President Obama celebrated Earth Day by visiting the Florida Everglades to give a speech dedicating the Marjory Stoneman Douglas house in Miami and to taunt Republicans on their ludicrous position on climate change. He began his speech by acknowledging the threat that global warming poses to the planet, despite the frigid winter that much of the East Coast experienced. The president even poked fun at Senator Inhofe for trying to disprove climate change by throwing a snow ball in the senate earlier this year. Without addressing climate change, Obama said, “there may not be an Everglades as we know it” in the future. “Action can no longer be delayed,” he continued, committing to work to push the US to lead the world in making a change.
In his speech, Obama focused on the importance of our National Parks, saying that preserving our National Parks is not only good for the planet, it is good business. According to a report announced in today’s speech, every dollar spent in the parks makes 10 dollars for the economy. In 2014 alone, 300 million visitors spent 16 billon dollars, generating some serious money for the economy and generating 277,000 jobs. In the past, the President has invested 2.2 billion dollars into restoring the Everglades and he proposed to invest 240 million more in restoring the water flow of the Everglades to help fight climate change and rising sea levels – calling on Congress to make it happen by fully funding the Land and Water Conservation Fund. He also pledged 25 million to the National Parks for restoration and to the “Find Your Park” campaign.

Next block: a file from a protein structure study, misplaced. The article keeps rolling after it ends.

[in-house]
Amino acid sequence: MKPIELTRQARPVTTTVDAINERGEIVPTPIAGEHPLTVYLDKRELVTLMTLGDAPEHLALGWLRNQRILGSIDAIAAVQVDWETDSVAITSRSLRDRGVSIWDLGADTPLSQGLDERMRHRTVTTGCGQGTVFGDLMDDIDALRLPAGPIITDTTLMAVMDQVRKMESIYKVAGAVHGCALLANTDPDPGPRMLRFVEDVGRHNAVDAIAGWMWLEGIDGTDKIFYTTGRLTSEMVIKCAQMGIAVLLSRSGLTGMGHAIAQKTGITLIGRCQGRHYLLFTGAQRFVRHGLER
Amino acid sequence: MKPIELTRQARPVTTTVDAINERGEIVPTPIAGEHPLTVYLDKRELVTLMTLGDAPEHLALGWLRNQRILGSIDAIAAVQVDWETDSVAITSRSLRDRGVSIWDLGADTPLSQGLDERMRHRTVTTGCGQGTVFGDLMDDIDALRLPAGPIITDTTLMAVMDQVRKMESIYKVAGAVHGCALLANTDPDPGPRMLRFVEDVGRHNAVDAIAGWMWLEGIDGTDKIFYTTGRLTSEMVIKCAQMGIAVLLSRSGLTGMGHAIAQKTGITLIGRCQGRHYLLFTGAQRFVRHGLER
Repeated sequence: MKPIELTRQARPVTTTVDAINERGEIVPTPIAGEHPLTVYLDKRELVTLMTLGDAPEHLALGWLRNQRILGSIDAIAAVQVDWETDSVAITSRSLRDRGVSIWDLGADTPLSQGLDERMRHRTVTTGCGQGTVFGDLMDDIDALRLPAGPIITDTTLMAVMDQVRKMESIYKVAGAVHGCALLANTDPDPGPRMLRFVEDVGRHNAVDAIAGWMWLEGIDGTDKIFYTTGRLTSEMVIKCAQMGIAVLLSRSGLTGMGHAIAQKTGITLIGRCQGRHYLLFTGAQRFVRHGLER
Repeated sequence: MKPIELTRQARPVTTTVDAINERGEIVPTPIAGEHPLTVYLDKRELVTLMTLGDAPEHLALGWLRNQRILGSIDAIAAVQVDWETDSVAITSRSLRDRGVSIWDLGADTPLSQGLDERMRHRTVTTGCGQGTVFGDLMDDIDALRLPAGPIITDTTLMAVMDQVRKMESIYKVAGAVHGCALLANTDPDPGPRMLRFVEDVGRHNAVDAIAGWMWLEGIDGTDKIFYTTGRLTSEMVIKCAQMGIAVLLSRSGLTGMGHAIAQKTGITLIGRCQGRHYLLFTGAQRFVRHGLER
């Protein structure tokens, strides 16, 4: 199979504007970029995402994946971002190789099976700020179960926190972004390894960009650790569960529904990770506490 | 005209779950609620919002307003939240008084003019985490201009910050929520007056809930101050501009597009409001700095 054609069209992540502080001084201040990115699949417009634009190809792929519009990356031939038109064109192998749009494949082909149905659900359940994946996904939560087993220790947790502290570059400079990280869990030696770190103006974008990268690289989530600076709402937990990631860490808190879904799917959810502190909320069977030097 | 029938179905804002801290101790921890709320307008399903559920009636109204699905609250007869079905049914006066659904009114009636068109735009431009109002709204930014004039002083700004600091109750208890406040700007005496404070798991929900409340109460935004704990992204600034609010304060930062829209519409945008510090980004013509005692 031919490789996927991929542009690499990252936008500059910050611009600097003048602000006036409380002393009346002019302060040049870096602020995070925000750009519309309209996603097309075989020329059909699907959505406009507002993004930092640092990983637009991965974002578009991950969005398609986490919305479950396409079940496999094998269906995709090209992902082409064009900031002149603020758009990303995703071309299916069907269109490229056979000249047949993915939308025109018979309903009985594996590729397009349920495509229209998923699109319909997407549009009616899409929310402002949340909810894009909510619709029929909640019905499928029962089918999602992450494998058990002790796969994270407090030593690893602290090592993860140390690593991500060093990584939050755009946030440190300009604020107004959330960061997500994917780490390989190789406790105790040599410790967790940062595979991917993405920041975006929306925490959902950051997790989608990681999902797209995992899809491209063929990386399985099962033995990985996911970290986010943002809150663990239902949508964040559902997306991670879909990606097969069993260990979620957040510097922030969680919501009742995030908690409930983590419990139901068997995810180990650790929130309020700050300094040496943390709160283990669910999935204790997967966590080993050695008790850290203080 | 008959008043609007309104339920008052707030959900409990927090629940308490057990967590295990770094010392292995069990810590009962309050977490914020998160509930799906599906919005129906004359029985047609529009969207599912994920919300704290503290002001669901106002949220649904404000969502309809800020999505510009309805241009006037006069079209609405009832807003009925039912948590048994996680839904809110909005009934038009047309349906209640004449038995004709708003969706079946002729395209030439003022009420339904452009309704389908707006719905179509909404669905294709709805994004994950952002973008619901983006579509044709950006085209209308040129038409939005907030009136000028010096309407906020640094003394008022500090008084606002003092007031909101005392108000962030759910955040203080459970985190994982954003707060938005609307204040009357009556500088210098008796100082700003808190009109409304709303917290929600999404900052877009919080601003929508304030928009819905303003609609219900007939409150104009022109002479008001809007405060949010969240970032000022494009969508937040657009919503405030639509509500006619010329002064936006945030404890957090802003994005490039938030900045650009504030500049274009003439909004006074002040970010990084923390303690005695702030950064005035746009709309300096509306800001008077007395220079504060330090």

Obama also announced that every fourth-grader will get a free pass for them and their families to visit and learn about our National Parks this year. He also announced that he was designating the newest national historic landmark at the Margery Stonem Douglas house in Miami. Going forward, Obama also said that he would focus on working with farmers to reduce greenhouse emissions – a major cause of carbon emissions in the US. “We don’t have time to deny the effects of climate change,” he said, and added that the Everglades stand to suffer more than many areas of the US. Obama urged Americans to take action by talking to their representatives, saying that if we take action now, we can solve the problem. According to Obama, if we have political will, we can save the environment while creating jobs and enhancing the economy. Refusing to say the words “climate change” isn’t going to make it go away, the President said.